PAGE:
1. Marine Corps Major General Smedley Butler called himself and his military ilk “gangsters for capitalism.” He also said: “Al Capone only operated in three districts. I operated on three continents.” Not exactly the usual romantic nonsense about “patriotic” American military service to “home” and “hearth” (i.e., Global Capital Accumulation).

      As for “patriotism” and “patriots,” Civil War veteran Ambrose Bierce (in his Devil’s Dictionary) defined “patriotism” as “combustible rubbish ready to the torch of anyone ambitious to illuminate his name,” and “patriot” as “the dupe of statesmen and the tool of conquerors.”

      From Michael Parenti, Against Empire (1995):

      “In 1907, Woodrow Wilson recognized the support role played by the capitalist state on behalf of private capital:”

      Since trade ignores national boundaries and the manufacturer insists on having the world as a market, the flag of his nation must follow him, and the doors of the nations which are closed against him must be battered down. Concessions obtained by financiers must be safeguarded by ministers of state, even if the sovereignty of unwilling nations be outraged in the process. Colonies must be obtained or planted, in order that no useful corner of the world may be overlooked or left unused.

      “Later, as president of the United States, Wilson noted that the United States was involved in a struggle to ‘command the economic fortunes of the world.’”

      In other words:

      Poverty Draft

      Racketeers for corporations,
      Thug enforcers for the banks,
      Told that they defend their nations,
      Paid with, “For your service, thanks.”

      Global oligarchs give orders.
      “Governments” then fall in line.
      Capital observes no borders:
      “Everything I want is mine.”

      Single customer provided.
      No-bid profits guaranteed.
      Back home keep the proles divided.
      On each other, let them feed.

      Jay Gould said that he could hire
      One half of the working class,
      Then tell them to aim and fire
      At the other half’s bare ass.

      They would do it, too, no question,
      Soldiers, cops, and prison guards.
      Set off by a mere suggestion,
      Money sends its least regards.

      Mercenaries, contract killers,
      Merchants of their own demise
      Answered ads for “graveyard fillers”
      Makes no difference just who dies.

      Uniformed or not, still suited:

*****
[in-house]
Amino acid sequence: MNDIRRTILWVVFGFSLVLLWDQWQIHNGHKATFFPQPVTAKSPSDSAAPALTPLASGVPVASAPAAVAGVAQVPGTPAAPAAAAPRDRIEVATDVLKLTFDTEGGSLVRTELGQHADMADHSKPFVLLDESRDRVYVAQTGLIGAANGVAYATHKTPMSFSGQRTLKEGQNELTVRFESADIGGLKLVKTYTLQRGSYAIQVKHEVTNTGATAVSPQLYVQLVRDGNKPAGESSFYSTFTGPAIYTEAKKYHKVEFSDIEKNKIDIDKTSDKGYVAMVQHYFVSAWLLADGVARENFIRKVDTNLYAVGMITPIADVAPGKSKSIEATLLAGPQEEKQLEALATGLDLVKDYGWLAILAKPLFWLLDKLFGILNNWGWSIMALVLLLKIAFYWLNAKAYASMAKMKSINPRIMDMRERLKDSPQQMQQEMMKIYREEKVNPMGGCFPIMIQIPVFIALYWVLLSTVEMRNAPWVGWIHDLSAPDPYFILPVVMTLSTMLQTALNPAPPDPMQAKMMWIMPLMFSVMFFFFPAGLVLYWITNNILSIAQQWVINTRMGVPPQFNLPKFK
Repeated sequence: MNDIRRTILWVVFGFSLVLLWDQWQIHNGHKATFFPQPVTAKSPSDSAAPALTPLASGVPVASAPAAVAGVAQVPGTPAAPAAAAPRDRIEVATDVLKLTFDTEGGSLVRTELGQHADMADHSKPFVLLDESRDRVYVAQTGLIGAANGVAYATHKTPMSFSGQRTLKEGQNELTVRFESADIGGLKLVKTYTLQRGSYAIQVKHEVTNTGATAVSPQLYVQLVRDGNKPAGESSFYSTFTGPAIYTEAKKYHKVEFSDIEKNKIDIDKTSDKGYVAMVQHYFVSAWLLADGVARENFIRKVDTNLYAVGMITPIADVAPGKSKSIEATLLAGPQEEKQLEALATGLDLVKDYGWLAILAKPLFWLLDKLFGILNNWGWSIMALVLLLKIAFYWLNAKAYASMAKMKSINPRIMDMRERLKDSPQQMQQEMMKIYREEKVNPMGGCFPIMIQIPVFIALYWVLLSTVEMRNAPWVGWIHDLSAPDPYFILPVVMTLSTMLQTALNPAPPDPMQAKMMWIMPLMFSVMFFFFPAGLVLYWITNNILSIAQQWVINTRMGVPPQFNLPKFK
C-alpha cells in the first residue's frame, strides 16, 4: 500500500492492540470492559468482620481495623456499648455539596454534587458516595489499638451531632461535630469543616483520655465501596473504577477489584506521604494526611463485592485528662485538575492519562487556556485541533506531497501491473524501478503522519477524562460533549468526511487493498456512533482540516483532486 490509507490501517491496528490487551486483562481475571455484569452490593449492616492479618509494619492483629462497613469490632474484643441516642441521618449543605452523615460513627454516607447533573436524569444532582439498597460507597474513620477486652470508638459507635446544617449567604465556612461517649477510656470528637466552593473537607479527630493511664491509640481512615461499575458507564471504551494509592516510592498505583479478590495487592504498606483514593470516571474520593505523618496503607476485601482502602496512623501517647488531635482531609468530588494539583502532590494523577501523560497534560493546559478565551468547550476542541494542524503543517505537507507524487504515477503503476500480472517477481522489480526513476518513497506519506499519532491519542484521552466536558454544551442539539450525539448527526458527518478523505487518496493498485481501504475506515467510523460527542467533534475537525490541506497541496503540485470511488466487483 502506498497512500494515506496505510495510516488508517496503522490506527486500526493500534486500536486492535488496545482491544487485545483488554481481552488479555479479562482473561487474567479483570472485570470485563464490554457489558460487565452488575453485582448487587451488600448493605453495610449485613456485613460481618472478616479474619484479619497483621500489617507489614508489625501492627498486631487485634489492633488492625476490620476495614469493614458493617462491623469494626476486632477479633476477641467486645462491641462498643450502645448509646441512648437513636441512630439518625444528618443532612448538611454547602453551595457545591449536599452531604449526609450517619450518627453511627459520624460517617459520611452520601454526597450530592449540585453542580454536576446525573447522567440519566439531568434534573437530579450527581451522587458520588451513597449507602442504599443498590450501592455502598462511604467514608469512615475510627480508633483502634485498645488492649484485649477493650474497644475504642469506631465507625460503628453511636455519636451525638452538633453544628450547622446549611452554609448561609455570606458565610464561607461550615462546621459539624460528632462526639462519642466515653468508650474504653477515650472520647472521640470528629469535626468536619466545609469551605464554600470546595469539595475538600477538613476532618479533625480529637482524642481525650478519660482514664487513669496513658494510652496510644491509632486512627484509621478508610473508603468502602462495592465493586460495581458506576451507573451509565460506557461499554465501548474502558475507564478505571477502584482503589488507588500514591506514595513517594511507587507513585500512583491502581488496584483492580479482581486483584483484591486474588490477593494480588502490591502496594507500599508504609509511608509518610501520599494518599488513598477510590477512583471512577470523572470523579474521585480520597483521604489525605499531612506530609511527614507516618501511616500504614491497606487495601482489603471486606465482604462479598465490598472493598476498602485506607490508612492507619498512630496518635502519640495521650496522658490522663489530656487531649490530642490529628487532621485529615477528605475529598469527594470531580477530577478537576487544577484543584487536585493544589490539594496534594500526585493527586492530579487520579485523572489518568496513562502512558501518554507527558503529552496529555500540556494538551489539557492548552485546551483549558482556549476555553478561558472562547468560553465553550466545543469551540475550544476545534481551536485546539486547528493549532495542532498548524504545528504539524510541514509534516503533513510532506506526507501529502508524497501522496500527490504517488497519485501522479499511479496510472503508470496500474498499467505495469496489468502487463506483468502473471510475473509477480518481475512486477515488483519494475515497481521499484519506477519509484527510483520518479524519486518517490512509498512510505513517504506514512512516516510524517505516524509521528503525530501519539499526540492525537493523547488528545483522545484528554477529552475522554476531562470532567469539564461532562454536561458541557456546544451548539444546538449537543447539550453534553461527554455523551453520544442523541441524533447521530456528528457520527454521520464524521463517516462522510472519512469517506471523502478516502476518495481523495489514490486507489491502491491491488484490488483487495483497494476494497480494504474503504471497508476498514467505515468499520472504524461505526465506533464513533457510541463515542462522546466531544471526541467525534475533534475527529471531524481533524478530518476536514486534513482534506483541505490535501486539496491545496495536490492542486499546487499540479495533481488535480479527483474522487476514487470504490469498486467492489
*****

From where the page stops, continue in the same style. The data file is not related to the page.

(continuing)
Smedly Butler, Al Capone.
      Continents and districts looted.
      Most will pay while few will own.

      Michael Murry, “The Misfortune Teller,” Copyright © 2019

      Liked by 1 person

  7. Trump’s critique of military members as suckers and losers recalls “The Godfather.” When the youngest Corleone, Michael, signs up for the military, his oldest brother, Sonny, played memorably by James Caan, erupts in anger, calling them “saps” for “risking their lives for strangers.” Then he nails Michael by saying he went to college “to get stupid.”

    This is Trump. Only “saps” fight for country. Smart guys fight for family and power in their own neighborhood. Hey, it seems to have worked for him …

    Liked by 2 people

    1. Speaking of “Trump’s critique of military members as suckers and losers,” some relevant context would help. As in the following:

      Michael Tracey @mtracey “It’s extremely unlikely that the quotes are outright fabricated. But it’s extremely *likely* that they have been divorced from this explanatory context, which has been a recurring theme of the Trump Administration, and framed in such a way as to make Trump look as bad as possible.” [emphasis added].

      And the explanatory context to which Michael Tracey referred:

      Ross Douthat @DouthatNYT “Any military-sourced report on Trump’s awful character, esp. w/a years-old anecdote, should be 1) assumed true and 2) interpreted as part of the policy battle between a president who wants to pull troops from Syria/Afghanistan and a defense establishment that wants to stop him.”

      Now I, for one, most definitely DO NOT (1) assume the truth of “military sourced reports” any more than I credit those of the so-called WMD “intelligence community.” But I do recognize the truthful context of (2) the policy battle between a president who wants to pull troops from Syria/Afghanistan and a [PERMANENT WAR] establishment that wants to stop him.”[emphasis added].

      This dust-up, to me, means that certain members of the US military are leaking scurrilous, slanted aspersions against the character of their Commander-in-Chief whom — regardless of personal quirks or foibles — these leakers have sworn to obey without question. At least, that is what these pompous ass holes would publicly swear. If these men and/or women in uniform do not wish to execute the President’s policy, fine and understandable. But then they should resign and go find some sort of gainful employment in the “free market” civilian economy.